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Hurry Up And Wait Reviews

Jack Rabid - The Big Takeover
Has it been seven years since this ballsy New York City power-pop threesome's second LP, Break Up? And they took three years off from gigging, too, until recently. This may have figured into their new third LP's title, but BOM have come back rejuvenated. Paul Crane and Co. taper back a Cheap Trick/Replacements jag for a ringing-guitars, rockin''60s pop paradigm, without losing the garage chops and sunny melodies-even on the lighter fare, such as the Byrds-ian acoustic-bop of "Gateway Center" and "Flunkin' Out." You could see them supporting Sloan now instead of Paul Westerberg, on the bouncy, upbeat-in-spirit/bittersweet-in-lyric "Exit 10," or the more hard-kicking "Cut and Paste" and "Little Truths." Crane has a classic power-pop voice, too, like Sloan's Chris Murphy, and importantly, the band's strong harmonies are as terrific as their Toronto cousins, too. Pure power-pop for now people!

Phil Rainone - Jersey Beat
Bastards of Melody are proof positive that those who missed the 70's power pop bands like the Raspberries ( I can even hear some of the 80's coolness of the Replacements), and The Knack, etc., can still build something great out of the crass and hallow corpse of today's Top 40 bands...

Absolute Powerpop
Time for a shout out to the FDR label, the "other" power pop label from New Jersey (we all know and love Kool Kat). They don't release a high volume of discs, but the ones they do are usually really good, and the latest from NYC's Bastards of Melody is one of their best. The Bastards have been kicking around since the late 90s, but this is their first release since 2003 and it's a gem. This is high-energy yet highly melodic, closer to the classic definition of "power pop" than most others...

Kook Kat Musik
YES!!! They're back! Paul Crane and mates are back with their fourth effort - their first since 2003! Brimming with chunky and ragged guitars (including some tasty 12-string guitar touches on several tracks), hooks, and harmonies, Crane proudly shares the same first name as Replacements frontman Sir Westerberg as someone who's been an obvious influence on his music...

Jam Records
Don't let the name of the band fool you, these guys deliver PURE POWER POP! No punk, no grunge, no slop rock. This is exactly what a power pop band should be and this album is a good one...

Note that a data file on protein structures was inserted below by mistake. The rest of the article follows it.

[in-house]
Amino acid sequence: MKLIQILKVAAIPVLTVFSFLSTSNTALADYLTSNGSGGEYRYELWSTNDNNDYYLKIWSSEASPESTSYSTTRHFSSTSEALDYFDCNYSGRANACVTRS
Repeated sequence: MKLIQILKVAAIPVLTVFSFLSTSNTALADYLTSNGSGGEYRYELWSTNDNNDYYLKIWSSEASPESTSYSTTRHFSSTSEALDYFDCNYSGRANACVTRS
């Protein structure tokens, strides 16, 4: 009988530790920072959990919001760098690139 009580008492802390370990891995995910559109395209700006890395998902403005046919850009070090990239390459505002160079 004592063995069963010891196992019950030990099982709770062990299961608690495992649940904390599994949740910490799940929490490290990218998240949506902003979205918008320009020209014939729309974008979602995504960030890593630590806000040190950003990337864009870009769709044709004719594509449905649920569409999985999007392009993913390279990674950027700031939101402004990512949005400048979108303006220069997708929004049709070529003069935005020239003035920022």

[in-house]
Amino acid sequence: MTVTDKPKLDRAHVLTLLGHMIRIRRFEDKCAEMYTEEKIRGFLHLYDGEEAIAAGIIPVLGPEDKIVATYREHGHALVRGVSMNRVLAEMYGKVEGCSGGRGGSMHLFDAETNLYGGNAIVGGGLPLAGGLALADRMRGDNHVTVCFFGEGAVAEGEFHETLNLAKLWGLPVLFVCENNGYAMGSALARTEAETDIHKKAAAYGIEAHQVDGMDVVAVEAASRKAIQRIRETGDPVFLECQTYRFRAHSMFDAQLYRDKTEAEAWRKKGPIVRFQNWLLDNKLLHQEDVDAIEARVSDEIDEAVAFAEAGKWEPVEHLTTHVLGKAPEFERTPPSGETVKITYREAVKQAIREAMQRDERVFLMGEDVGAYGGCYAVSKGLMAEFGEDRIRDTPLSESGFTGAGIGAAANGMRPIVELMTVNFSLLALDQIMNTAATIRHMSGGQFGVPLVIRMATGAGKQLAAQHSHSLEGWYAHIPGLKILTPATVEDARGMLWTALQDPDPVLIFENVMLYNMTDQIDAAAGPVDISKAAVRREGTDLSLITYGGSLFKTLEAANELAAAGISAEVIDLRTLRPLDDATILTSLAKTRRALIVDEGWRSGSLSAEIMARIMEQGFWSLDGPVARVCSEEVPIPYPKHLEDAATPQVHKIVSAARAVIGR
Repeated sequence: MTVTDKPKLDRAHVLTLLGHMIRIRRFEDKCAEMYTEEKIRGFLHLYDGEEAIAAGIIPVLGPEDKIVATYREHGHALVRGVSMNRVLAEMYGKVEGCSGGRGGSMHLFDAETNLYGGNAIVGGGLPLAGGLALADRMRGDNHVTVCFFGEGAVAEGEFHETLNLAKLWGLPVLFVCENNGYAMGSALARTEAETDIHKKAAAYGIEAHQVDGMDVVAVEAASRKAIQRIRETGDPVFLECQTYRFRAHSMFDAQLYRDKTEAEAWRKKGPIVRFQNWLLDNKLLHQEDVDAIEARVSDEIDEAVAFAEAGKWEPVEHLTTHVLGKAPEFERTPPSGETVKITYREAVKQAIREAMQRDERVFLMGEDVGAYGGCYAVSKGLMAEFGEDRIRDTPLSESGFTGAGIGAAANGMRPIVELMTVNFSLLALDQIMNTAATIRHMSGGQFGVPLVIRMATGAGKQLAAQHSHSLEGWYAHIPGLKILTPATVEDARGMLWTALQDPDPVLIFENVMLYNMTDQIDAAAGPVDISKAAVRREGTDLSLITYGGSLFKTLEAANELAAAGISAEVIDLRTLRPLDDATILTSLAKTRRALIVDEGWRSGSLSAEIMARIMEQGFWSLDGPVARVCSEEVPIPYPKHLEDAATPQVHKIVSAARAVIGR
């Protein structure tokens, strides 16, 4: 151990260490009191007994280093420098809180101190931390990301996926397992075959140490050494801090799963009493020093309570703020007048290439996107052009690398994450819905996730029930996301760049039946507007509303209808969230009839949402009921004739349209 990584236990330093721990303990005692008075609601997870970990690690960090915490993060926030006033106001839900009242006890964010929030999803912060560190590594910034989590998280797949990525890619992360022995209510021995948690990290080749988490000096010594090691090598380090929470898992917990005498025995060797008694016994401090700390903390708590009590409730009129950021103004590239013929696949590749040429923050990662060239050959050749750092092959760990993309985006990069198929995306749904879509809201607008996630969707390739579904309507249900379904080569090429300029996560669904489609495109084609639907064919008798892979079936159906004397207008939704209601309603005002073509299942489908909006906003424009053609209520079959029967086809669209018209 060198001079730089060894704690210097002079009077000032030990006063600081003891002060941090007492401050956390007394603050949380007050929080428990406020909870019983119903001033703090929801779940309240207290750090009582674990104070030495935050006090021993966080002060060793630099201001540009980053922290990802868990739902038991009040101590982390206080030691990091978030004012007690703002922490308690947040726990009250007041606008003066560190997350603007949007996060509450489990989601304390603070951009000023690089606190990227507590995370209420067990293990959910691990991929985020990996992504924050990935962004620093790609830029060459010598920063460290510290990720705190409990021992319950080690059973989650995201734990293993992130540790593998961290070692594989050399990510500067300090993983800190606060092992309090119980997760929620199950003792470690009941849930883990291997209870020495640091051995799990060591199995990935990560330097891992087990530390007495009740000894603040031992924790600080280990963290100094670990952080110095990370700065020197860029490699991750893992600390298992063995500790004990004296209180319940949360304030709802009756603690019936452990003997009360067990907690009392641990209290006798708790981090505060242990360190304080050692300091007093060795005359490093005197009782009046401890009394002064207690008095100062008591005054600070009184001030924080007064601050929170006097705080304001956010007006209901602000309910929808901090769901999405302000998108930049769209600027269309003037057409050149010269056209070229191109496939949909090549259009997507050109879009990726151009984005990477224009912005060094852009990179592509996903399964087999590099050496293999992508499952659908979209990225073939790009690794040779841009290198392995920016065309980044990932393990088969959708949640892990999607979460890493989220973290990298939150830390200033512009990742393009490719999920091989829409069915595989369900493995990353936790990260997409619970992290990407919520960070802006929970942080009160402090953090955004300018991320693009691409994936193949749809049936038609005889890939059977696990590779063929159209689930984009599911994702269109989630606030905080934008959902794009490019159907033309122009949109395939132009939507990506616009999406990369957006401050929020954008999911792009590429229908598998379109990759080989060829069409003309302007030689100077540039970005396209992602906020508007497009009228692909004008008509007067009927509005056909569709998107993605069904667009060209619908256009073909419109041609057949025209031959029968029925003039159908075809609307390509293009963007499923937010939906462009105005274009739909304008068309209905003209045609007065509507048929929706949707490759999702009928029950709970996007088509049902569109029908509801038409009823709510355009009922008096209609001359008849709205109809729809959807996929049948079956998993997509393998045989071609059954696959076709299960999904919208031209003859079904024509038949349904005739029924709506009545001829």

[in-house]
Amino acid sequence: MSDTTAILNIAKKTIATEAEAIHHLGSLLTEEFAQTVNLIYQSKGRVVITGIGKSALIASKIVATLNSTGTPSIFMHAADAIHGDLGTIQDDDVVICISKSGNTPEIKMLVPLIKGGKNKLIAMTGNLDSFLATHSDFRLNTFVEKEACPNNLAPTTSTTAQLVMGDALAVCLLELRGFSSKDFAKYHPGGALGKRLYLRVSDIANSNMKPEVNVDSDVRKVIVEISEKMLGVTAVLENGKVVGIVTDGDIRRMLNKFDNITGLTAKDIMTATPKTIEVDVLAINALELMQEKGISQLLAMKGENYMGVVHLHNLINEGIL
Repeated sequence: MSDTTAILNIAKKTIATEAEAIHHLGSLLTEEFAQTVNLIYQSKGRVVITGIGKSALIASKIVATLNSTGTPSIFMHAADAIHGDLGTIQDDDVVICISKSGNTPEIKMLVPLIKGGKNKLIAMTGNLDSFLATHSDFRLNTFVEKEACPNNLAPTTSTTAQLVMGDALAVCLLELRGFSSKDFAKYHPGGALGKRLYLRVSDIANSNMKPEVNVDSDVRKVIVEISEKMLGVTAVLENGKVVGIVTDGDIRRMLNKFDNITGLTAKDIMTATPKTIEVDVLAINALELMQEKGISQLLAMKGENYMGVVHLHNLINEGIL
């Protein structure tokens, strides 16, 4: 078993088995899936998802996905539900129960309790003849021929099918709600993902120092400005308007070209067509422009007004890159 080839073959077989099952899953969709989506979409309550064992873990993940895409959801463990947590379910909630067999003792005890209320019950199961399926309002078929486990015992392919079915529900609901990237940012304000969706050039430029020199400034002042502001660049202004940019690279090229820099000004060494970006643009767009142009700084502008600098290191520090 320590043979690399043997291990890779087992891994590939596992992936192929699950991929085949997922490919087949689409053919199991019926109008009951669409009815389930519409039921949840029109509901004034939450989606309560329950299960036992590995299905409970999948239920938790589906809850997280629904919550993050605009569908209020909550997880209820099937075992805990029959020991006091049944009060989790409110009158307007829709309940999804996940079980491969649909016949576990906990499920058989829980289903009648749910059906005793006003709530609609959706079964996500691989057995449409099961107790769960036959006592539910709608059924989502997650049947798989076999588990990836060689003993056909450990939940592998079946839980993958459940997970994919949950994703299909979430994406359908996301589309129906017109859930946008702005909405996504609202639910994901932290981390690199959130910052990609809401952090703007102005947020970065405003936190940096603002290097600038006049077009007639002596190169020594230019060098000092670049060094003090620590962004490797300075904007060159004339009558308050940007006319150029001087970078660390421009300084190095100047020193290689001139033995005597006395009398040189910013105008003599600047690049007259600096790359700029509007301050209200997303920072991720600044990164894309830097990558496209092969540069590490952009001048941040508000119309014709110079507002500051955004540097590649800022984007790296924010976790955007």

CW's Music Blog
When I first received this CD in the mail to review from the band's name I figured I was going to be hearing a lot of angst filled punk music but except for the releases fast paced pop-punk last track, "Unproductive," the release is pretty much made up of a collection of classic sounding power pop...

Other Reviews

Amplifier Magazine
The New Jersey based four piece play a nofrills, mid-fi brand of power pop that draws equal inspiration from gritty garage rock, late-70's power pop to Ramones-style punk. Through the grit and guitar crunch, the melodies ring through and the emphasis on hooks is strong.

Jersey Beat
Indie, emo, post-punk, anti-folk wave got way too many labels these days and not nearly enough good rock and roll bands. So here's a tip of the hat to the Bastards of Melody, who realize that good songs and a nice melody are still what count.

Aiding & Abetting
Speaking of the Replacements (or, more accurately, Paul Westerberg), here come the Bastards of Melody. They have that Sire-era 'Mats style down (slightly sloppy, but still tuneful), and they write nice three-minute pop songs.

Performing Songwriter
Bastards of Melody may be the textbook definition of power pop. They come straight out of the Cheap Trick school of hook, power, and melody but remain hungry, lean, and relevant.

Aiding & Abetting
Good old fashioned rock and roll. Like the sorta thing that Cheap Trick used to play eons ago. Loud, fast and almost criminally hooky.
For every ten bands out there making run-of-the mill, Xerox-copied rock for apathetic listeners, there's a band like Bastards of Melody who rock like they really mean it.